EL PASO, Texas - A Borderland neuroscience research company is on the cutting edge when it comes to Super Bowl commercials, studying brain activity to see what ads work and which ones don't.
A couple of Super Bowl LI commercials, which will be studied by El Paso's own Sands Research, have immigration themes and appear to possibly be making a political statement, which can be risky.
"The main things is just to cover the head in a spherical way and then we go back and we digitize where those electrodes are," said Dr. Stephen Sands, who developed a cap with dozens of sensors on it and has been studying Super Bowl commercials for 10 years. "From there we then localize where that brian activity is coming from. A few years back it was all about emotion and shock ."
New this year are ads, like one for 84 Lumber, that seem to deal with the hot topic of immigration. The 60-second ad shows a woman and her daughter making the journey across Mexico, then pushes you online for the conclusion.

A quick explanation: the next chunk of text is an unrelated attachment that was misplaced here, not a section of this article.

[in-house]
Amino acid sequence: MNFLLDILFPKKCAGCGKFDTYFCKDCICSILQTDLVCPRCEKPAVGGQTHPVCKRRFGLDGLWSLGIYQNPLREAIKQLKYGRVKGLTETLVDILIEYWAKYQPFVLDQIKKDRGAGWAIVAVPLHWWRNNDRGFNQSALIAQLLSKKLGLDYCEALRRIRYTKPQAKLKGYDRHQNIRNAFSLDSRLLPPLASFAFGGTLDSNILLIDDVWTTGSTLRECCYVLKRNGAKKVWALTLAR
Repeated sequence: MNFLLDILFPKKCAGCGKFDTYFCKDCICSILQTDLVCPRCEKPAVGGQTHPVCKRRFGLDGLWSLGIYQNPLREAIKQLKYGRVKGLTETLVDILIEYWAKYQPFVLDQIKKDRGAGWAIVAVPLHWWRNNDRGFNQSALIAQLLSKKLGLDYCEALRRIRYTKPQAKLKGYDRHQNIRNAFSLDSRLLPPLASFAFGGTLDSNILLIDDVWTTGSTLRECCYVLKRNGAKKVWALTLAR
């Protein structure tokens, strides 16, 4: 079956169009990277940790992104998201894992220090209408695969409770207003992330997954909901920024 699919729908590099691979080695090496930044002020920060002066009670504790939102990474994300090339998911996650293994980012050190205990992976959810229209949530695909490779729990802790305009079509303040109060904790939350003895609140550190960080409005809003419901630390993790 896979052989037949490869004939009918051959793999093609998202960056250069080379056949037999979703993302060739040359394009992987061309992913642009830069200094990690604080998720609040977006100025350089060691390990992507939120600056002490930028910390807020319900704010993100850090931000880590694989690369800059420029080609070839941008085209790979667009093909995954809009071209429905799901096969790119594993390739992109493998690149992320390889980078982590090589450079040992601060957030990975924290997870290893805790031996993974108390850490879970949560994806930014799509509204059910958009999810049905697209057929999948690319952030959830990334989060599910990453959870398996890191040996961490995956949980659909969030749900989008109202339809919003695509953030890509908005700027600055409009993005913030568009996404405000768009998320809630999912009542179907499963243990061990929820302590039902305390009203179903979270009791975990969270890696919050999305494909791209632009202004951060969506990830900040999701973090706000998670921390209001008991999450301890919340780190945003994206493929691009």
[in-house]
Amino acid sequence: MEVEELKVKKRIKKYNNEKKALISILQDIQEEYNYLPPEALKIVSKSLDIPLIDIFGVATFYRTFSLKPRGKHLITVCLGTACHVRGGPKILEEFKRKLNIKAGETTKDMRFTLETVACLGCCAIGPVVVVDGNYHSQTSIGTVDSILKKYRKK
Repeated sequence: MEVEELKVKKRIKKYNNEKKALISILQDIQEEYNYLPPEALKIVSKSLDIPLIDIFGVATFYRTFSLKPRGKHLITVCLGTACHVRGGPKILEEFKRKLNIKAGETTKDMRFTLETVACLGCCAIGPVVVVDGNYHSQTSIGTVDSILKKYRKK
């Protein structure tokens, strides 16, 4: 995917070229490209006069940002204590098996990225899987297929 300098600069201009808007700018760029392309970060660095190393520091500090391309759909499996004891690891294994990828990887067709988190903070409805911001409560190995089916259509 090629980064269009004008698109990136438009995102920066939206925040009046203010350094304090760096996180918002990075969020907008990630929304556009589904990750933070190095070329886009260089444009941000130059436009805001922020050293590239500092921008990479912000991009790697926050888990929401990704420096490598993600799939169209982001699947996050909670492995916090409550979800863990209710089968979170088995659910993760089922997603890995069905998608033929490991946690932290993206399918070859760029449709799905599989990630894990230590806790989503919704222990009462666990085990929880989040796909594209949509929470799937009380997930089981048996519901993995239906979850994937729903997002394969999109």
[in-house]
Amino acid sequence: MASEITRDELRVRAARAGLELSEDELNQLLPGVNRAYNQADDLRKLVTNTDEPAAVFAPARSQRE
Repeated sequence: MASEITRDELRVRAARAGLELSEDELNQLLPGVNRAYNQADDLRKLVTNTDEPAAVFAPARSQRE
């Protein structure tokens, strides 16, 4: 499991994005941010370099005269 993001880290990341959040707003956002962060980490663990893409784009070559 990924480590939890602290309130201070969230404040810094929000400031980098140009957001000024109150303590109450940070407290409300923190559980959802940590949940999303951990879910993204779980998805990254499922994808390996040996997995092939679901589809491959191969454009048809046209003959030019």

"In the past I have stayed completely away from politics," Sands said.
That may be difficult to do this year.
This year's Budweiser Super Bowl commercial is called "Born the Hard Way." It chronicles co-founder Adolphus Busch's journey from Germany to St. Louis in the 1850's. Budweiser denies the ad makes a political statement.
"Everybody wants to see the clydesdales, so that's a huge departure because they are always in the top five or six ads," said Sands, who said the ads have prompted him to add a question at the end of his survey. "The question would be who did you vote for, obviously. Because people are really divided right now."
ABC-7 asked Sands if it's smart for those companies to go that route?
"I think it's risky, yeah," Sands said. "It's risky and that's very interesting."
Dr. Sands said some companies spend up to $20 million developing Super Bowl commercials. In addition to that, a 30-second spot during this year's game cost $5 million.